March 1, 2023 A strong majority of Americans who have pets regard their pets as part of the family, and most feel that their pets have a positive impact on their mental health, according to the latest findings from APA’s Healthy Minds Monthly Poll. “People recognize that there is something special about bonds between humans and their pets,” said APA President Rebecca Brendel, M.D., J.D., in a news release. “The animals we bring into our lives and our families play many roles from non-judgmental companions that we love to key partners in reducing our stress and anxiety. Americans clearly recognize that our relationships with our pets can have noticeable benefits for our overall mental health.” The Healthy Minds Monthly Poll was fielded by Morning Consult from February 10 to 12, with a sample of 2,200 adults. The margin of error was plus or minus two percentage points. Among the survey respondents, 50% said they had dogs, 35% said they had cats, and 31% said they did not have any pets. Roughly 3% said they had other pets such as birds, fish, turtles, or others. Among pet owners, 88% said they consider their pets to be part of the family. Furthermore, 86% said their pets have a mostly positive impact on their mental health, including 87% of dog owners, 86% of cat owners, and 62% of other pet owners.Those who said their pets positively affect their mental health said their pets do so in the following ways:
- Help reduce stress and anxiety (69%).
- Provide unconditional love and support (69%).
- Offer companionship (69%).
- Provide a calming presence (66%).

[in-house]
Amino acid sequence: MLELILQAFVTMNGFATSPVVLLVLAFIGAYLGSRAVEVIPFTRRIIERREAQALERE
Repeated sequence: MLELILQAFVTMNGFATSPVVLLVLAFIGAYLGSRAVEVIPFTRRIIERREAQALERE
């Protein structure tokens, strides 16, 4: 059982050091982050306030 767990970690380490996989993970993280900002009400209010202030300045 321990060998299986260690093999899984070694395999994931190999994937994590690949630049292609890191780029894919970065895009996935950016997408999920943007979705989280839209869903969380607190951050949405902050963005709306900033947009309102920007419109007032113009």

- Are true friends (63%).
Cat owners were more likely than dog owners to say their pets offer companionship, provide a calming presence, and help reduce stress and anxiety. Dog owners were twice as likely as cat owners to say their pet encourages them to be physically active.When asked how much they worried about various stressors related to pets, 71% said they worried about their pets aging or passing away, 66% worried about their pet’s health conditions, 58% worried about health care expenses for their pet, and 56% worried about making travel-related arrangements for their pet. Among respondents who did not own pets, 29% said they could not afford a pet, 22% said they did not have time to take care of a pet, and 11% said they were mourning a deceased pet. “The benefits of pet ownership to many Americans seem to outweigh the stressors,” said APA CEO and Medical Director Saul Levin, M.D., M.P.A. “If pets are not an option for your family, but you are seeking that connection, there are many opportunities to volunteer with animals that may also benefit your life.” (SOURCE: APA Psychiatric News Alert)